Taking note of worsening air quality, the Supreme Court has re-imposed the ban on construction activities in Delhi and national capital region (NCR) and directed the states to provide subsistence to workers from the funds collected as labour cess for the period during which such activities are prohibited.
A special bench headed by Chief Justice N V Ramana, in an interim order uploaded Wednesday night, also directed the Commission for Air Quality Management in the NCR and Adjoining Areas to "commission a scientific study of air quality based on available data of previous years bearing upon recorded levels of air pollution".
"We direct that instead of waiting for the air quality to deteriorate before initiating action under the graded response plan, necessary measures must be put into place in anticipation of a deterioration of air quality. For this purpose, it is necessary for the commission to engage expert agencies with domain knowledge in meteorological data and statistical modelling," said the bench which also comprised justices D Y Chandrachud and Surya Kant.
Asking the commission on pollution and NCR states -- Delhi, Uttar Pradesh, Haryana, Punjab and Rajasthan -- to continue with their measures to curb the spike in pollution, the bench reversed the decision to allow construction activities from November 22 in view of improved ground situation in air pollution level.
"In the meantime, as an interim measure and until further orders, we re-impose the ban on construction activities in the NCR subject to the following two conditions: Non-polluting activities relating to construction such as plumbing work, interior decoration, electrical work and carpentry are allowed to be continued.
"The states shall use the funds which have been collected as labour cess for the welfare of construction workers to provide them subsistence for the period during which construction activities are prohibited and pay wages notified under the Minimum Wages Act for the respective categories of workers, the order said.
The order took note of the submissions of solicitor general Tushar Mehta, appearing for the Centre, that a plan for graded response has been prepared in pursuance of which measures are identified to be taken progressively on the basis of worsening levels of ambient air pollution.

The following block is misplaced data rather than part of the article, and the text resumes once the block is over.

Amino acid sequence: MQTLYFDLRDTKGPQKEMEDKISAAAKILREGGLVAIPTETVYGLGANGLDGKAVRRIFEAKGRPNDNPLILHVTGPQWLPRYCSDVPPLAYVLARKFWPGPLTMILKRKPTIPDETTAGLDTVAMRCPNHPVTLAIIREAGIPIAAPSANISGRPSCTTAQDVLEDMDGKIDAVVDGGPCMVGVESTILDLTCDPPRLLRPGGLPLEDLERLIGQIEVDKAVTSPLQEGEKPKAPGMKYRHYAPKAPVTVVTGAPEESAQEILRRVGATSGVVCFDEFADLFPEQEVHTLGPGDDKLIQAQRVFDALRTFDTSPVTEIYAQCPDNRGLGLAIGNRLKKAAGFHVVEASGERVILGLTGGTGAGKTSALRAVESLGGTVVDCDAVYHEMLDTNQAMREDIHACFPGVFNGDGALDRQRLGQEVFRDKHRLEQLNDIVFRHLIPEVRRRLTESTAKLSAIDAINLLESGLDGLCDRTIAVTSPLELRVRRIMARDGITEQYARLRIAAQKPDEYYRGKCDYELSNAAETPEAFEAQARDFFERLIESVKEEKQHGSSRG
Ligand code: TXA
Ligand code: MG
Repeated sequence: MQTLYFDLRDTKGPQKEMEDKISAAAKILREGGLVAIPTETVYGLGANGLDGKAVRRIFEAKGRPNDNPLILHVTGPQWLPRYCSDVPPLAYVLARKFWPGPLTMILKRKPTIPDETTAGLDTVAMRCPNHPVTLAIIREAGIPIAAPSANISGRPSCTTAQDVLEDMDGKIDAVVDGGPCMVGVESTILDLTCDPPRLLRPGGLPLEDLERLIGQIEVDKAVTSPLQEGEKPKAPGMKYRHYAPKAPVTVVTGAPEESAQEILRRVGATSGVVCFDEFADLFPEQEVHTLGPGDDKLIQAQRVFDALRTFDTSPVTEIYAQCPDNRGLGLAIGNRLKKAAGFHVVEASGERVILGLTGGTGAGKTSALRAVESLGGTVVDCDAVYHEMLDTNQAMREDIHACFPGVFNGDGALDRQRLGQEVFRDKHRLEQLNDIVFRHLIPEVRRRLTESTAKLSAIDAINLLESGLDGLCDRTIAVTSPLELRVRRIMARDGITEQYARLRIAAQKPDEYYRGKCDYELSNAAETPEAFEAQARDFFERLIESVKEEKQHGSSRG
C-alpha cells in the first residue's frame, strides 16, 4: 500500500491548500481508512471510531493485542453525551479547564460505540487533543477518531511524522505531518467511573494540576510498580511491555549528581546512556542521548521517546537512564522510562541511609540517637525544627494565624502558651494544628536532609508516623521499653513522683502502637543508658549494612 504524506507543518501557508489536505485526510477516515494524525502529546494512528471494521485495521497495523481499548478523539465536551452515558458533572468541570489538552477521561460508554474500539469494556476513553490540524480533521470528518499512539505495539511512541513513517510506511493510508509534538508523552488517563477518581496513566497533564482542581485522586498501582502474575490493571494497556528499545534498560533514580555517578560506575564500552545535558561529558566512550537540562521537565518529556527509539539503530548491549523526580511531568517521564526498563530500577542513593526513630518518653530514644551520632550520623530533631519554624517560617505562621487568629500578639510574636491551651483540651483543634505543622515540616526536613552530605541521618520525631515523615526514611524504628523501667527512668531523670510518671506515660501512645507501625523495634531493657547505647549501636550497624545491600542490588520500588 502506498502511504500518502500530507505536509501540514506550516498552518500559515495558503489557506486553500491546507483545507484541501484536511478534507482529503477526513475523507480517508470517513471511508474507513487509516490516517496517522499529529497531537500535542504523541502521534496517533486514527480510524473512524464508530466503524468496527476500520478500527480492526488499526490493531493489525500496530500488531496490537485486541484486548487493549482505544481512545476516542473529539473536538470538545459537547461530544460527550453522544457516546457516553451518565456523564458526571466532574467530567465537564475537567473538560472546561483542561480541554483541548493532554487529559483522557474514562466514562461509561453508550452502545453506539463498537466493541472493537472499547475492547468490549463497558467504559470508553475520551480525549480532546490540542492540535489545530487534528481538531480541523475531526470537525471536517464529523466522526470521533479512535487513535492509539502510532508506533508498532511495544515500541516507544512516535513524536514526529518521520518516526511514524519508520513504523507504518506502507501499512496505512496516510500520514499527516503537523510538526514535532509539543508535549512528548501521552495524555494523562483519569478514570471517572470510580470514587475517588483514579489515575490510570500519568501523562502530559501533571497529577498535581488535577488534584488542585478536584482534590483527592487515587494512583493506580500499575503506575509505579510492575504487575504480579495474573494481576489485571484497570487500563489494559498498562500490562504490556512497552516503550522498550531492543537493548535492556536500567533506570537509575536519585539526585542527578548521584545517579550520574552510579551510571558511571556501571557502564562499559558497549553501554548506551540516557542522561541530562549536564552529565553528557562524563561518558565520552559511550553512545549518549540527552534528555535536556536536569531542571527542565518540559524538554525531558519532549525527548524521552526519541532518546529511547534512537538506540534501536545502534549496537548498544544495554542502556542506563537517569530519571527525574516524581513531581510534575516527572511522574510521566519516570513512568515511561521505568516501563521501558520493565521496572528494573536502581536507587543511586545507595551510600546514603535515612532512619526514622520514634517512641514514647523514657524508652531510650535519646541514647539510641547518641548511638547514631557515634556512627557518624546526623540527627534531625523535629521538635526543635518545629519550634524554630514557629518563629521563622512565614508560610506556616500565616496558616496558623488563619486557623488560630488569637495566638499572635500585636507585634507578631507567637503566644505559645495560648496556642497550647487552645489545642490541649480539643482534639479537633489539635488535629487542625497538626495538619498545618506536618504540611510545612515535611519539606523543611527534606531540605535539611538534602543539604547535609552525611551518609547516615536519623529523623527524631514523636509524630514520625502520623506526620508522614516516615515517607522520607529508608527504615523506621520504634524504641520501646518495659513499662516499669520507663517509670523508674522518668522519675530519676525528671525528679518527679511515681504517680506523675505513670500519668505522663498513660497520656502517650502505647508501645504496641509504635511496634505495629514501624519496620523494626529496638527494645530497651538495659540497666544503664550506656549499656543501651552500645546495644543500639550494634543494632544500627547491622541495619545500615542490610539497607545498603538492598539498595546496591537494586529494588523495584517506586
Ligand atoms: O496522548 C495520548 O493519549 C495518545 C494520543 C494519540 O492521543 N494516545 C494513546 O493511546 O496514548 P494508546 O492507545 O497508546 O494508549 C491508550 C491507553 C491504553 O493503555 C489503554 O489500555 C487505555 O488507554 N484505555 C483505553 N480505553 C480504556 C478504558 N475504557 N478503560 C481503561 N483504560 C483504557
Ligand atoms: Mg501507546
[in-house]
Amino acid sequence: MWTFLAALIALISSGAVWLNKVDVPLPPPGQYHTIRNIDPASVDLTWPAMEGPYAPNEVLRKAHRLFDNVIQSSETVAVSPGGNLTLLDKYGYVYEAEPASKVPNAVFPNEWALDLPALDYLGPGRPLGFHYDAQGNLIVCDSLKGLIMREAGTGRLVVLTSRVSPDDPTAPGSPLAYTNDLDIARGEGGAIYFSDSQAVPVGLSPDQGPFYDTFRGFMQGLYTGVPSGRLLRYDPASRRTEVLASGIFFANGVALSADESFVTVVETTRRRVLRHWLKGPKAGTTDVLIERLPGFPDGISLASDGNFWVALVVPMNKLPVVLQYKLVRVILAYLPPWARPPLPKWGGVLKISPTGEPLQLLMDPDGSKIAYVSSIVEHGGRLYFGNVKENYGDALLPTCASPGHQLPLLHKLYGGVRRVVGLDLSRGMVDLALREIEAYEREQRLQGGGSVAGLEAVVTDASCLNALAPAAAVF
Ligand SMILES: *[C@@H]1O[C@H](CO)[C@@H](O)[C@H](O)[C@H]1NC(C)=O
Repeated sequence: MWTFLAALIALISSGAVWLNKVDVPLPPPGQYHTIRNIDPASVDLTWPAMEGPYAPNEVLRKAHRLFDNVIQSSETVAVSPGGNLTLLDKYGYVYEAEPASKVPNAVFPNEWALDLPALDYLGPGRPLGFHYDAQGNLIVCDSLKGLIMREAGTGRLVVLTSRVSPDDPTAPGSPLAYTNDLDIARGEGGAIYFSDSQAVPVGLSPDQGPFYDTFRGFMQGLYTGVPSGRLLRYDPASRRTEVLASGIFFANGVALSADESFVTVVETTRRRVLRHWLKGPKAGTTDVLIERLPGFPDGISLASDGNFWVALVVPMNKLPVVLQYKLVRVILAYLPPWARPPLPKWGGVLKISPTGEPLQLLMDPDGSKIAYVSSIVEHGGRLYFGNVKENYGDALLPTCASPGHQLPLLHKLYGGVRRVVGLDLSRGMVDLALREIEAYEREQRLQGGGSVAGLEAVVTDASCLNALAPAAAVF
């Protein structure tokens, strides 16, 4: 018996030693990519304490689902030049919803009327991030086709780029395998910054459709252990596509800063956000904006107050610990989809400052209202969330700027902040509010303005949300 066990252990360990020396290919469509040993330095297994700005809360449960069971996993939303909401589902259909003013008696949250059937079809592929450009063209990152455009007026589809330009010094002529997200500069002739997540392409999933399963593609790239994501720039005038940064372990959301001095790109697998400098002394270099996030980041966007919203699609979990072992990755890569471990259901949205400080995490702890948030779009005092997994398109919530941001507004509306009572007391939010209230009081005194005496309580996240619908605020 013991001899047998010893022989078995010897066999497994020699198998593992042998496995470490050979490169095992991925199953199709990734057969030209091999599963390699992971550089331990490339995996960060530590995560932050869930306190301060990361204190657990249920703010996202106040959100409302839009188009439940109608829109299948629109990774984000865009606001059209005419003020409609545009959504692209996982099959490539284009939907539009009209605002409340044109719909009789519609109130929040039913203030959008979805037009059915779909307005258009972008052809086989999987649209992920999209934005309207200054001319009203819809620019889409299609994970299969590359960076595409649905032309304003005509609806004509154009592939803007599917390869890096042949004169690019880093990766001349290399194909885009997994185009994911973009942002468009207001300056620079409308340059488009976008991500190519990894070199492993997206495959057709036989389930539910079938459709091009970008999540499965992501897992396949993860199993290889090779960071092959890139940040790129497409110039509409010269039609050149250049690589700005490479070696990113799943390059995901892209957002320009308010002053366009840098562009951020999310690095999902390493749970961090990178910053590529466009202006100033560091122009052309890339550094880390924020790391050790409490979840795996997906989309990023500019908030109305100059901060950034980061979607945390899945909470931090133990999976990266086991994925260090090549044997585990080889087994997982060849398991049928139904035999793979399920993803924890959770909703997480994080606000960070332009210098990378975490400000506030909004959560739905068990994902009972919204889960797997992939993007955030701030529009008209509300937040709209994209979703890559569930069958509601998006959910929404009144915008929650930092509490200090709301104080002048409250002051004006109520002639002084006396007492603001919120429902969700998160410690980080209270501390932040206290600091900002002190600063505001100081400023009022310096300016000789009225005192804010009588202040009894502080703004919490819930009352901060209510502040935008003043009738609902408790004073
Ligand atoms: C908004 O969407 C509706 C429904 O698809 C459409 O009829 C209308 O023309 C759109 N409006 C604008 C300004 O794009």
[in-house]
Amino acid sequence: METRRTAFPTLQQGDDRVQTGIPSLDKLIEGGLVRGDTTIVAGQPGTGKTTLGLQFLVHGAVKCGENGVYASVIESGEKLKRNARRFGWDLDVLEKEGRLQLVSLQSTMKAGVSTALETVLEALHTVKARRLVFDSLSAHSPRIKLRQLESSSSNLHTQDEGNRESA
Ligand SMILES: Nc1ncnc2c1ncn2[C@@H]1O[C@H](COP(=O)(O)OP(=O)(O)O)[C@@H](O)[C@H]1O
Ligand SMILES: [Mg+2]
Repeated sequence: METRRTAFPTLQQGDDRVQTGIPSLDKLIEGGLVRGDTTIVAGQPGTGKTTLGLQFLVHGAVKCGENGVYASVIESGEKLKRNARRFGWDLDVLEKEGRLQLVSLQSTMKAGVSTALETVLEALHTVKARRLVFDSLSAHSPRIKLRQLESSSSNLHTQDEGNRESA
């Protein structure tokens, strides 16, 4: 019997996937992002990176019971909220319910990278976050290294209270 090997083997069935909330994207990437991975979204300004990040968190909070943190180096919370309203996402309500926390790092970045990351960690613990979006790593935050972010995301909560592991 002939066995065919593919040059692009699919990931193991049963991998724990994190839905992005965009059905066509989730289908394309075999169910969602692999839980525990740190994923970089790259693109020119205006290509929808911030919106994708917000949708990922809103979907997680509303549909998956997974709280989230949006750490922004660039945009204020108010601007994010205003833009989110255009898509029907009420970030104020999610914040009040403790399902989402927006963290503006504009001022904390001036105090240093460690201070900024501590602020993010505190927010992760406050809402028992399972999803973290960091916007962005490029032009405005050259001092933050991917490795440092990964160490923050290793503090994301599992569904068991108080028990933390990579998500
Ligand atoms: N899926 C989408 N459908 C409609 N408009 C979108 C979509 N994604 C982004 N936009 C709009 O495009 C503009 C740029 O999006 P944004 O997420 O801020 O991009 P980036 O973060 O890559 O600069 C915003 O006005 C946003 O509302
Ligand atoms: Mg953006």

The bench said as of now, the action is proposed after air quality has deteriorated and directed the commission to take preventive advance measures to deal with the rise in the air pollution.
Asking the panel to undertake a study, the order said such a study "must factor in seasonal variations and other relevant parameters".
"Once a scientific model is available, which factors in wind velocity as well as natural and man-made phenomena, the graded response plan can be modulated to provide for measures being taken in advance, based on anticipated changes in air quality without waiting for the air quality to deteriorate.
"On this basis, steps can be planned at least a week in advance and even earlier, based on anticipated levels of air pollution in the foreseeable future. The Commission shall carry out the above exercise within a month and report the steps taken for compliance with this direction," it said.
The apex court, which fixed the plea for hearing November 29, directed that in the meantime, the central government, Delhi-NCR states and the commission to take appropriate steps to deal with the situation.
Asking why Delhiites should suffer very poor air quality, the bench on Wednesday called for advance preventive steps to deal with the situation before it becomes severe, observing that any dip in pollution is because of the wind, an "act of God", which too may come to zero by the end of the day.
The court also wondered what signal the country was sending to the world when the national capital was hit by air pollution, and told the Centre and the National Capital Region(NCR) states to continue with their measures to curb air pollution.
The order has been passed in a plea filed by Aditya Dubey seeking urgent steps to improve the air quality of Delhi-NCR.
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